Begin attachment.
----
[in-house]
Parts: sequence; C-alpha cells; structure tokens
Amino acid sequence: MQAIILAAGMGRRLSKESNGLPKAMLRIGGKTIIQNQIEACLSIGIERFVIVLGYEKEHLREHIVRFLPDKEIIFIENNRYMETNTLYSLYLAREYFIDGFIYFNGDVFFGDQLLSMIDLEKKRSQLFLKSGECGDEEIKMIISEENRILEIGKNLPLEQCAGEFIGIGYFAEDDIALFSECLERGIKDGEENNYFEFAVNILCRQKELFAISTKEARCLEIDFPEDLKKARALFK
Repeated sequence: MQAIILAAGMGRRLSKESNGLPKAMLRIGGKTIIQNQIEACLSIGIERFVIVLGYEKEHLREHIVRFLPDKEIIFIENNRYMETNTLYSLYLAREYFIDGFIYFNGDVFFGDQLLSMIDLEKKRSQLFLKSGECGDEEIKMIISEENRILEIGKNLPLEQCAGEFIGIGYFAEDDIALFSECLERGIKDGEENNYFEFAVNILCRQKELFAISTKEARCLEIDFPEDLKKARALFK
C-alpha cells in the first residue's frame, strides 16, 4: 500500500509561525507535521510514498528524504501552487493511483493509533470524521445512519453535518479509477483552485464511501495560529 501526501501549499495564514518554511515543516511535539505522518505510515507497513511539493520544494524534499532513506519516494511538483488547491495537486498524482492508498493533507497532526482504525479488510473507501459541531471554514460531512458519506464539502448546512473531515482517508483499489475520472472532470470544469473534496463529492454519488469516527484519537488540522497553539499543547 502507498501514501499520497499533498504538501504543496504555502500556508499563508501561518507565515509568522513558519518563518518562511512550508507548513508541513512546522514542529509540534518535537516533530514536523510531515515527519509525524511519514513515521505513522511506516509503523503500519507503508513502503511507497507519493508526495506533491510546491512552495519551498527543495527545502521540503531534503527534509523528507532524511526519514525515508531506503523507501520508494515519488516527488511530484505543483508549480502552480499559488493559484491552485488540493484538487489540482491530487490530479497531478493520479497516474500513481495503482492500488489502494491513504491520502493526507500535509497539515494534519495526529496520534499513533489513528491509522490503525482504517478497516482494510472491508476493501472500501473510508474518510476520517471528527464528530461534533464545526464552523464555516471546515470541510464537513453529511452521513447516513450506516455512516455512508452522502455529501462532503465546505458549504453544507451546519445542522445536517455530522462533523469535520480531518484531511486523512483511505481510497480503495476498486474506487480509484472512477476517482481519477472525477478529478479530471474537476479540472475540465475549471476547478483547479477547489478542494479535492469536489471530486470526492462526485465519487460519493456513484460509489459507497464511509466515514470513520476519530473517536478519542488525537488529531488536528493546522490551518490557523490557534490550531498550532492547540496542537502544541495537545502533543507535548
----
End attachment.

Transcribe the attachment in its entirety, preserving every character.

[in-house]
Parts: sequence; C-alpha cells; structure tokens
Amino acid sequence: MQAIILAAGMGRRLSKESNGLPKAMLRIGGKTIIQNQIEACLSIGIERFVIVLGYEKEHLREHIVRFLPDKEIIFIENNRYMETNTLYSLYLAREYFIDGFIYFNGDVFFGDQLLSMIDLEKKRSQLFLKSGECGDEEIKMIISEENRILEIGKNLPLEQCAGEFIGIGYFAEDDIALFSECLERGIKDGEENNYFEFAVNILCRQKELFAISTKEARCLEIDFPEDLKKARALFK
Repeated sequence: MQAIILAAGMGRRLSKESNGLPKAMLRIGGKTIIQNQIEACLSIGIERFVIVLGYEKEHLREHIVRFLPDKEIIFIENNRYMETNTLYSLYLAREYFIDGFIYFNGDVFFGDQLLSMIDLEKKRSQLFLKSGECGDEEIKMIISEENRILEIGKNLPLEQCAGEFIGIGYFAEDDIALFSECLERGIKDGEENNYFEFAVNILCRQKELFAISTKEARCLEIDFPEDLKKARALFK
C-alpha cells in the first residue's frame, strides 16, 4: 500500500509561525507535521510514498528524504501552487493511483493509533470524521445512519453535518479509477483552485464511501495560529 501526501501549499495564514518554511515543516511535539505522518505510515507497513511539493520544494524534499532513506519516494511538483488547491495537486498524482492508498493533507497532526482504525479488510473507501459541531471554514460531512458519506464539502448546512473531515482517508483499489475520472472532470470544469473534496463529492454519488469516527484519537488540522497553539499543547 502507498501514501499520497499533498504538501504543496504555502500556508499563508501561518507565515509568522513558519518563518518562511512550508507548513508541513512546522514542529509540534518535537516533530514536523510531515515527519509525524511519514513515521505513522511506516509503523503500519507503508513502503511507497507519493508526495506533491510546491512552495519551498527543495527545502521540503531534503527534509523528507532524511526519514525515508531506503523507501520508494515519488516527488511530484505543483508549480502552480499559488493559484491552485488540493484538487489540482491530487490530479497531478493520479497516474500513481495503482492500488489502494491513504491520502493526507500535509497539515494534519495526529496520534499513533489513528491509522490503525482504517478497516482494510472491508476493501472500501473510508474518510476520517471528527464528530461534533464545526464552523464555516471546515470541510464537513453529511452521513447516513450506516455512516455512508452522502455529501462532503465546505458549504453544507451546519445542522445536517455530522462533523469535520480531518484531511486523512483511505481510497480503495476498486474506487480509484472512477476517482481519477472525477478529478479530471474537476479540472475540465475549471476547478483547479477547489478542494479535492469536489471530486470526492462526485465519487460519493456513484460509489459507497464511509466515514470513520476519530473517536478519542488525537488529531488536528493546522490551518490557523490557534490550531498550532492547540496542537502544541495537545502533543507535548